Hydrocodone and addiction
The drug in question belongs to the category of narcotics, but the fact is that it is not possible to use it unless it is a part of some other product in which there is at least one more active ingredient. Due to its opioid nature, it is primarily employed when pain needs to be relieved, and since it is on the list of the controlled substances, a prescription from the doctor is absolutely necessary in order to obtain it. The medication needs to be taken in the prescribed manner, and under no circumstance the person who uses it should increase the doses or take it more often than the doctor ordered. It is very likely that such irresponsible use will cause addiction, which is why those people with the history of drug abuse should never be prescribed with this narcotic.
And yes, hydrocodone addiction is very common, mostly due to the fact that products that contain it are not expensive at all, and what’s more, when it comes to the territory of the United States, they are rather frequently prescribed for various reasons. Another reason that lies behind this common type of addiction is closely related to the fact that the use of the products that contain it is not as regulated as the use of hydrocodone alone, which makes them easier available.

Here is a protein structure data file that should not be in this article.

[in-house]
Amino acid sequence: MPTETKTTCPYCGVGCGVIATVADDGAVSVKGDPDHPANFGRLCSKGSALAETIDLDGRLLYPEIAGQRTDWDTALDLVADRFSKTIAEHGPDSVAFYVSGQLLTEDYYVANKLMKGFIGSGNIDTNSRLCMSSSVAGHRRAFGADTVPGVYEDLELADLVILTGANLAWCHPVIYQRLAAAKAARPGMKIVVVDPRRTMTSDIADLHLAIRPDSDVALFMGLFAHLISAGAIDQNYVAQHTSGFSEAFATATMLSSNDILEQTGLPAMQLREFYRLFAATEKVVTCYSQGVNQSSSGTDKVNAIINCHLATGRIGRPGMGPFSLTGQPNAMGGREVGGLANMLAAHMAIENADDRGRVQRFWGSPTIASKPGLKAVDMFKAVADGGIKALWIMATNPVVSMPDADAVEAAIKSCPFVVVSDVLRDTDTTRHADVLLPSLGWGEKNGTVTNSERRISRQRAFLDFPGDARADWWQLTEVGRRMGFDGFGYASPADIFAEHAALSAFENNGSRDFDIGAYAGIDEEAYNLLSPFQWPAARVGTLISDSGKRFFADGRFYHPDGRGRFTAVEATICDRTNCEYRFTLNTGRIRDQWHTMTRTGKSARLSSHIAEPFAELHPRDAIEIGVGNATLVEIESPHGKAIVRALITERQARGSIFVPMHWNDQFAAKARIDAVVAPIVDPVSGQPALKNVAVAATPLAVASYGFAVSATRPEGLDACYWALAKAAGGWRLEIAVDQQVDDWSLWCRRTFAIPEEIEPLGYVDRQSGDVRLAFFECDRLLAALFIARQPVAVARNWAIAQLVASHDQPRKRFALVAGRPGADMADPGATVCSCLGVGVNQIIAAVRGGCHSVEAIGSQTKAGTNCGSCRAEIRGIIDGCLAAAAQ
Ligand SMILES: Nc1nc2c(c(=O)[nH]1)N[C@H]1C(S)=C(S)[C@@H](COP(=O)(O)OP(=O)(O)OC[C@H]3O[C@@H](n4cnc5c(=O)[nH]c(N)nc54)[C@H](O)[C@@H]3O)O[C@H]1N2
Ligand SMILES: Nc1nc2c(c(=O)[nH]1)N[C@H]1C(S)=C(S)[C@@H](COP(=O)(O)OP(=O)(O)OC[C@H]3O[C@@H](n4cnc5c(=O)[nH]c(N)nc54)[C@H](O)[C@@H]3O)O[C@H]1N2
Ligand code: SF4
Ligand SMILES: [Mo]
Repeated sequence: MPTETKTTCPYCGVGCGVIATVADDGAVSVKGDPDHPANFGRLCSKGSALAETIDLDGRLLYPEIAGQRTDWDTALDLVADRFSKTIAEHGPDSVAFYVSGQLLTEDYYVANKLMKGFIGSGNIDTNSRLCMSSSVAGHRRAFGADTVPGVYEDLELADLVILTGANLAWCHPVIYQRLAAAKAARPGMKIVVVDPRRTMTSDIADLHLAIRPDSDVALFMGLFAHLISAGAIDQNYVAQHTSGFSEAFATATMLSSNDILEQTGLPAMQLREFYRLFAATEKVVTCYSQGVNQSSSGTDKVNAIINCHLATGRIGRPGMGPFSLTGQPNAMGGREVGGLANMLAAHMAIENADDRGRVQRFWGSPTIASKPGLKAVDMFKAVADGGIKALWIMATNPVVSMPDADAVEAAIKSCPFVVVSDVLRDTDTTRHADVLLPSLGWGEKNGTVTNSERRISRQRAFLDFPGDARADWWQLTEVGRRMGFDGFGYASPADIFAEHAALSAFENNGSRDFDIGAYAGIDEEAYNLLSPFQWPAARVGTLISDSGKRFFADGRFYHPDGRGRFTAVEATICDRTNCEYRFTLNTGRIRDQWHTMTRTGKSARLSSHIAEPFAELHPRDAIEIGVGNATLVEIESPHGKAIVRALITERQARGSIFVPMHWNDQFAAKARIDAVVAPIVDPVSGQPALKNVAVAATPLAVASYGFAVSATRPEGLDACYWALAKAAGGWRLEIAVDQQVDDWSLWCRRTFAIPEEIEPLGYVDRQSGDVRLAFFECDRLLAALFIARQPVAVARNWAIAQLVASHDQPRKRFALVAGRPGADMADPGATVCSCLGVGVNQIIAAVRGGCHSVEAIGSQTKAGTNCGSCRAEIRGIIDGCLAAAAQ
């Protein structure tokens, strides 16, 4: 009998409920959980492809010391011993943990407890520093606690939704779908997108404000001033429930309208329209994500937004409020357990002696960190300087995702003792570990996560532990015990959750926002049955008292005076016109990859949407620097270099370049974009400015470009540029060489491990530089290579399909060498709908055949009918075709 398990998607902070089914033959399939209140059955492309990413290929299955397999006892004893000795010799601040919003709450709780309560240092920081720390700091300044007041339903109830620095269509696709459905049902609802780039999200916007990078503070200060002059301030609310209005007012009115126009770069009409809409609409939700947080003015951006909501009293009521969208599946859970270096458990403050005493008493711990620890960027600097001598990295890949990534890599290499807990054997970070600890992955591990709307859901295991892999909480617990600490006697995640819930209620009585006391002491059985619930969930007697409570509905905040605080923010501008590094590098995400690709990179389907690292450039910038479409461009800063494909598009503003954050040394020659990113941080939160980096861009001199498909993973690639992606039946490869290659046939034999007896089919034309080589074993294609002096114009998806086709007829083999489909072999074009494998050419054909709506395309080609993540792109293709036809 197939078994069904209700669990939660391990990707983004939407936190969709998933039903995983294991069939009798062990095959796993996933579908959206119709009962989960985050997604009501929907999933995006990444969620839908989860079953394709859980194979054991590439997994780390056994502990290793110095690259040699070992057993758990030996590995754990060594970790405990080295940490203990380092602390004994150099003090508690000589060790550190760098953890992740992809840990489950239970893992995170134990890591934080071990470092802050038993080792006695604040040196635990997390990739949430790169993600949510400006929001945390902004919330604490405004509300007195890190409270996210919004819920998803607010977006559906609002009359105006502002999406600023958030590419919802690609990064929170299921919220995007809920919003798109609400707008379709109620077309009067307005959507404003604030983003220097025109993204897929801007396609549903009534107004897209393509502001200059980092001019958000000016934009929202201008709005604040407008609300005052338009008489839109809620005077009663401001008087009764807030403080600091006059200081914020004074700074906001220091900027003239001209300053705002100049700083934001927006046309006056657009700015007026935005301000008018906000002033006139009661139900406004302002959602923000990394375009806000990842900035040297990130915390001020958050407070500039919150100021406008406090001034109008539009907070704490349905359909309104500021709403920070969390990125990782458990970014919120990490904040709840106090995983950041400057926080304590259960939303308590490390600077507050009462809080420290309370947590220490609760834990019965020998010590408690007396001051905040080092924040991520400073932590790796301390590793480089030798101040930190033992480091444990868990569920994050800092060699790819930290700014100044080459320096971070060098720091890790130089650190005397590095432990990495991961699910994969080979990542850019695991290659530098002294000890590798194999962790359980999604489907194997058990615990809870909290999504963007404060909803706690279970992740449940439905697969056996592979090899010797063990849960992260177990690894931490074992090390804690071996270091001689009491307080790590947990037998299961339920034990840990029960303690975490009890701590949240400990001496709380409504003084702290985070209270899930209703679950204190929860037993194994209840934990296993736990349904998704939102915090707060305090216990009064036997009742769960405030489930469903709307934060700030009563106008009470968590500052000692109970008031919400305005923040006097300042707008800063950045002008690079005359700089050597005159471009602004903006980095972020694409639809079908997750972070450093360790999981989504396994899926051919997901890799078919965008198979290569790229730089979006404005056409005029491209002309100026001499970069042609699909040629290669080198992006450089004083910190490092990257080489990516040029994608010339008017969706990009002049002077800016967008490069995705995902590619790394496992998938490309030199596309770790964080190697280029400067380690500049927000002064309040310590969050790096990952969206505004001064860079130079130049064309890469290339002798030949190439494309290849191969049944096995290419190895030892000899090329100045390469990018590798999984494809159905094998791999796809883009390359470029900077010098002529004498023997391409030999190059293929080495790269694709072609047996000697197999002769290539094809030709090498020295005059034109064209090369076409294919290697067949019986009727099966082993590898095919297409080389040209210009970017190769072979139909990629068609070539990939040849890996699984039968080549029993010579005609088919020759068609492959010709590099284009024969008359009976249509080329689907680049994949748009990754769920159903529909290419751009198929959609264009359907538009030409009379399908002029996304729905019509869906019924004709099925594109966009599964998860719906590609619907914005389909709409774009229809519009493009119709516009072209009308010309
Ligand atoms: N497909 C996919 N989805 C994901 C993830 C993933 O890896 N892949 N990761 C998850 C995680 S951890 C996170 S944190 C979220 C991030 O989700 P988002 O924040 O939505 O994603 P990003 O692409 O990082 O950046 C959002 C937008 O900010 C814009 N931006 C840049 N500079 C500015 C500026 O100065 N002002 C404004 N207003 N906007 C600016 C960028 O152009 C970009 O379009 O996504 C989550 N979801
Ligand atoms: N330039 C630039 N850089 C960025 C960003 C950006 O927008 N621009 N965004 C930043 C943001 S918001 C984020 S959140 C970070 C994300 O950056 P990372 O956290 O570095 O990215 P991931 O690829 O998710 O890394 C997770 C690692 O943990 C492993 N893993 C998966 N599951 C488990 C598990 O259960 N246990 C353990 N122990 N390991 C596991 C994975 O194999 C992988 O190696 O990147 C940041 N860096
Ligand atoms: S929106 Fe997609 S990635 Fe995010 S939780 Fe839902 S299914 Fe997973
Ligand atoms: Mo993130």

Symptoms that are very likely to indicate addiction include unexplained changes in behavior or mood, replacing good old friends with new ones, lack of money, need to spend a lot of time alone, and even lying and stealing might indicate it.
Hydrocodone withdrawal symptoms
Withdrawal symptoms are inevitable if the person stops to take this medication too suddenly, and it does not really matter if the person in question actually abused the drug or used it chronically, they are very similar to those that occur in cases of real drug addicts. The body gets used to the effects of this narcotic very easily, and it is logical that once it is deprived of the drug in question, physical response will follow.
Even though it is easy to predict that the symptoms are not at all comfortable, they are rarely life threatening. However, since their severity and intensity may vary, medical help might be needed in cases when they are severe and intense. The most frequently present are sweating, shivering, diarrhea, anxiety and pain in the muscles, joints and bones. However, the person is also very likely to experience problems with sleep and appetite.